A guest post by Monique Bucheger.
Knowing the difference between touchdowns and home runs is pretty much where my experience with organized sports begins and ends. So I wondered why “The Blind Side” -a movie that revolves around football-popped into my mind when I was asked to write a guest post about “Lessons Learned from the Big Screen.” Then I realized that what appealed to me most about this movie had nothing to do with sports, but everything to do with character.
Not so much characters, as in the people in the movie–but rather character, as in how a person behaves and reacts to situations because of their life experiences, as well as their own personal goals and standards.
You won’t find spectacular, high budget special effects in The Blind Side. It doesn’t even have a particularly unique storyline. What it does embrace is the magic of what happens when ordinary people behave in extraordinary ways.
“The Blind Side,” is a semi-biographical story of Michael “Big Mike” Oher, a defensive linebacker for the Baltimore Ravens, as well as the Tuohy family: a dad (Sean), a mom (Leigh Ann-played by Sandra Bullock), a teenage daughter (Collins), and an elementary age son (SJ).
Big Mike, a homeless, kind-hearted, black teenager from the projects, is spotted in freezing weather wearing only a short-sleeved shirt and shorts by the Tuohys, a well-to-do, white family. The Tuohys invite him to spend the night. Before long, the entire Tuohy family welcomes Big Mike into their hearts, as well as their home.
What resonated most with me is that the Tuohy family treats Big Mike with dignity and respect-not as a charity case or a project to save. For his part, Big Mike embraces the Tuohys’ kindness, and protects them to the best of his ability.
In one scene, Big Mike and SJ are driving in Big Mike’s new truck and get in an accident. Big Mike literally punches the air bag so hard that he filets the first layer of skin off his arm to save SJ from harm. In another scene, Big Mike -who seldom voices an opinion, let alone an objection-insists Leigh Ann stay in her locked car. He knows her presence as a white woman will not go over well in the ghetto neighborhood where he grew up. Leigh Ann, who refuses to be intimidated by anything or anybody, reluctantly honors his request and builds his trust.
The Tuohys are huge football fans and Big Mike is built like a refrigerator. The pairing seems like a match made in heaven. Unfortunately, Big Mike knows very little about the game, and would rather focus on being accepted as a member of the family than the football team. His coach grumbles: “He looks like Tarzan, but he plays like Jane.”
While watching an uncomfortable football practice where Big Mike fails repeatedly, Leigh Ann soon realizes that Big Mike’s guileless, protective nature is both his biggest weakness and his greatest strength. He genuinely doesn’t want to hurt anybody, and does not possess the fire and drive to be a star athlete.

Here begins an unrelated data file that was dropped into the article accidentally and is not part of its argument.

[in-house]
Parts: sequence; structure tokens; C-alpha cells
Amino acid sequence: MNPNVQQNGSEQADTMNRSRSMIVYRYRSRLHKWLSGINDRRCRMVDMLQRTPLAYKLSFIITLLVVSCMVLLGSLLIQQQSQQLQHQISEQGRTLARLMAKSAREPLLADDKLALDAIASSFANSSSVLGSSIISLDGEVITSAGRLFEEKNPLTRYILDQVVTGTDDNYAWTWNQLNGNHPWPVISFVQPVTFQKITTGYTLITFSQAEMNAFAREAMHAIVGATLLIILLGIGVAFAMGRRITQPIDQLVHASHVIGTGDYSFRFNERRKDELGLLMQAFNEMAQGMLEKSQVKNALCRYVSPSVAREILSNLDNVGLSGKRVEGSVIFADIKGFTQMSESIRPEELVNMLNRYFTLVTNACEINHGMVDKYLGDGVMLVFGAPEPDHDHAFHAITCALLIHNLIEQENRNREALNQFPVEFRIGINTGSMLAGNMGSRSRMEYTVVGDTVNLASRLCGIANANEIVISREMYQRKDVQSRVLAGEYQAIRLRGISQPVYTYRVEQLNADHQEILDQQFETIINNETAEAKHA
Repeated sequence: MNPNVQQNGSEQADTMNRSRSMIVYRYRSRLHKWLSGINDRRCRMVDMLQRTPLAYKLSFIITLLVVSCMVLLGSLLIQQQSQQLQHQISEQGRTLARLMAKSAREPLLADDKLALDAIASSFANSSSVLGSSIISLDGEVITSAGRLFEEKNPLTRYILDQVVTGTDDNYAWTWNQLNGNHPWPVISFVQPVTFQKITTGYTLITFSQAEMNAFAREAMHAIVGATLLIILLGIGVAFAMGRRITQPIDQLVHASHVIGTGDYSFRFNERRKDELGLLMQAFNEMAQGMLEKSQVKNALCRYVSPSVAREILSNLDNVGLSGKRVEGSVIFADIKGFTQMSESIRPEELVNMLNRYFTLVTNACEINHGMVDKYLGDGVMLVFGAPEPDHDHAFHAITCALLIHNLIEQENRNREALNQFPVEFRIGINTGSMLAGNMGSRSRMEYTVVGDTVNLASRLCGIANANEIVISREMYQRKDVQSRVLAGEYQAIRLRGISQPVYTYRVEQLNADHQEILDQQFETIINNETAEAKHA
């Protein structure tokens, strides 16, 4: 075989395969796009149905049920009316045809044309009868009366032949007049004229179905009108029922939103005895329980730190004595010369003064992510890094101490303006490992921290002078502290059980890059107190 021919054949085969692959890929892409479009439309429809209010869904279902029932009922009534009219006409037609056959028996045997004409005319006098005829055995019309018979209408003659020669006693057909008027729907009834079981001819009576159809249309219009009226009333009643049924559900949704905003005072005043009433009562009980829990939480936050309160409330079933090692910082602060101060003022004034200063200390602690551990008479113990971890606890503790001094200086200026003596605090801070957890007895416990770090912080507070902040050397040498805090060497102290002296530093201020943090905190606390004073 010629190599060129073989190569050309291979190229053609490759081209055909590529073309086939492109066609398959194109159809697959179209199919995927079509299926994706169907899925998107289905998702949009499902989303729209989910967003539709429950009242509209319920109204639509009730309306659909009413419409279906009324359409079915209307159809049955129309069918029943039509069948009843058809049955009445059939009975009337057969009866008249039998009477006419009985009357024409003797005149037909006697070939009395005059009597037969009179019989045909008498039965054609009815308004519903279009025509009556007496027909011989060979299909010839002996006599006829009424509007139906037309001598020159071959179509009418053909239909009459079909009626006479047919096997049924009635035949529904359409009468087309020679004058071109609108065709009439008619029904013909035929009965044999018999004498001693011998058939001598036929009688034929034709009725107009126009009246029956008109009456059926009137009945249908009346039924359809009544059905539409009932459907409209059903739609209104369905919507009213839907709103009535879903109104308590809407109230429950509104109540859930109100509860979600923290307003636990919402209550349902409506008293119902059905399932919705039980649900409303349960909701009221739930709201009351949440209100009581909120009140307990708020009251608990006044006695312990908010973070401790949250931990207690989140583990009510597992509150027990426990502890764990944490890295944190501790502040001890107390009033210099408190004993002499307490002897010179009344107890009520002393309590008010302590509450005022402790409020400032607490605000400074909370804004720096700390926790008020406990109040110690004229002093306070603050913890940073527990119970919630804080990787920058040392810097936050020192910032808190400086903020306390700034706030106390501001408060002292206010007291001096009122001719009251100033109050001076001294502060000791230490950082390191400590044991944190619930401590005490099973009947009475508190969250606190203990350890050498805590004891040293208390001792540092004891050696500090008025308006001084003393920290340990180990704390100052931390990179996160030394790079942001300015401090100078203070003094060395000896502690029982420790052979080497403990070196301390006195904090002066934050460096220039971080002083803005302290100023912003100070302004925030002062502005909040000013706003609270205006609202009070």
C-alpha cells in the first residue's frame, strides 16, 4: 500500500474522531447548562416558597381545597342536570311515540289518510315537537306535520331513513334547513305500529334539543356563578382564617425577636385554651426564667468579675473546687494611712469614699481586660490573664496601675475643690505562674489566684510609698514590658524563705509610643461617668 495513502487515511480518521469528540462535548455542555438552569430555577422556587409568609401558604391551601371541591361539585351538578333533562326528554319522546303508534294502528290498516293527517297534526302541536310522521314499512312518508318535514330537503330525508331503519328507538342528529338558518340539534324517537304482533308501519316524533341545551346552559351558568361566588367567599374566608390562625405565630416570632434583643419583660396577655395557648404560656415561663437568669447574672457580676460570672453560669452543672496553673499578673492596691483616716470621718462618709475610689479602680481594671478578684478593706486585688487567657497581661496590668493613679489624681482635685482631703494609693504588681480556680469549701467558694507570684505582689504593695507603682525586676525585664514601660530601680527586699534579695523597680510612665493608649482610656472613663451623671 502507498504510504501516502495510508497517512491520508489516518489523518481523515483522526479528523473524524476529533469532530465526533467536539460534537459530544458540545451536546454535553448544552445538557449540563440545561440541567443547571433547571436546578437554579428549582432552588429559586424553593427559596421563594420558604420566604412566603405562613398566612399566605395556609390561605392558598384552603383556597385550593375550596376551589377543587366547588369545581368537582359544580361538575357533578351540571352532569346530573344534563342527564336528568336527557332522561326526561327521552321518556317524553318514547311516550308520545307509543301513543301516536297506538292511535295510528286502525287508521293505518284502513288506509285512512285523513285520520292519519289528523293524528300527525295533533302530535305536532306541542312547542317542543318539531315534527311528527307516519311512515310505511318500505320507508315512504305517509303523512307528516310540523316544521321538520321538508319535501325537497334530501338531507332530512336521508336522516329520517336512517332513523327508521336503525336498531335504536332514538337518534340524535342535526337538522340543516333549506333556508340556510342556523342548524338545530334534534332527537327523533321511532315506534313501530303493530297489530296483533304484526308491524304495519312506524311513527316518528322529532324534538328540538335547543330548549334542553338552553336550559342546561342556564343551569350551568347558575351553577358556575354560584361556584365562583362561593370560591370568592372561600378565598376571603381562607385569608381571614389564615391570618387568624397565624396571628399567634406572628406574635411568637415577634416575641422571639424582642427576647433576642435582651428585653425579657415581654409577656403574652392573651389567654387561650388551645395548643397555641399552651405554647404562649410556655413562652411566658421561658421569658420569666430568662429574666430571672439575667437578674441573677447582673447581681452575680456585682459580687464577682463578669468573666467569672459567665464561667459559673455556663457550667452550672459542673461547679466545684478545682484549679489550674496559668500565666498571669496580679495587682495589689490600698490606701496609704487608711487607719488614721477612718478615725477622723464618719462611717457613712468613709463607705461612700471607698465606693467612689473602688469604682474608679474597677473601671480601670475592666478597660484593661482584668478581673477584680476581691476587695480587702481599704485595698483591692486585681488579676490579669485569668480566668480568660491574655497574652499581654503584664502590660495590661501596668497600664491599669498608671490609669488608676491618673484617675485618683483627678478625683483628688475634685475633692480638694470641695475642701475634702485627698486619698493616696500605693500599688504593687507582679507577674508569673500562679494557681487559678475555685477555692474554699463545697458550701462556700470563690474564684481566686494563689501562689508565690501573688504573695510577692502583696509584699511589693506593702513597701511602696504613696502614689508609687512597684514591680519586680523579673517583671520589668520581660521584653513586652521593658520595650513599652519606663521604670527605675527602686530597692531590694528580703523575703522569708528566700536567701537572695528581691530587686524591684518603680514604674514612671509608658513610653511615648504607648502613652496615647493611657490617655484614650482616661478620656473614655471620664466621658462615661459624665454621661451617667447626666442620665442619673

Once Leigh Ann points out to Big Mike, that the players on the team are to be thought of as the extended Tuohy family, Big Mike changes his penchant for peace and powerhouses through anyone trying to stop or harm those he has been charged with defending. This makes for some fun scenes. Leigh Ann’s desire to figure out what makes Big Mike tick-so that she can help him succeed-parallels well to an author writing a compelling, rounded character.
When an author knows what truly motivates their characters, marvelous and memorable things can happen-even while catapulting them out of their comfort zone and into unexpected … and often scary circumstances.
Throughout the movie, there are many touching scenes-Big Mike wants a driver’s license so he can have his name on something important. “Oher” apparently isn’t his real last name and no one, not even his caseworkers, knows what it is. Leigh Ann connects with Michael’s drug-addicted birth mom to find out, treating her kindly, in spite of the woman’s inability to protect Big Mike from the many horrors that permeated his childhood.
Movies such as “The Blind Side” remind viewers that regular people-you and me-can and should become a hero in their own lives and those they care about.
These kinds of movies show us that life isn’t a “do-it-yourself’ project, but rather an opportunity to stretch and grow and become the best we can be. Even better is when we bring others along on the journey.
Reading over this post, I realize I was wrong about one thing: the “awesomeness” of the movie isn’t about living a principled life as much as it is about characters living their day-to-day lives with great character. There is a powerful lesson in that.
In real life, as well as in books and movies, it is rewarding to spend time with people who strive to make a big difference in their own little corner of the world.
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Monique Bucheger lives in Colorado. When she isn’t writing, you can find her playing taxicab driver to one or more of her 12 children, plotting her next novel, or multi-tasking with her husband of 28 years. Even though she realizes there will never be enough hours in any given day, Monique tries very hard to enjoy the journey that is her life. She is the author of three published books and several unpublished ones. You can find more about Monique and her works at: www.moniquebucheger.blogspot.com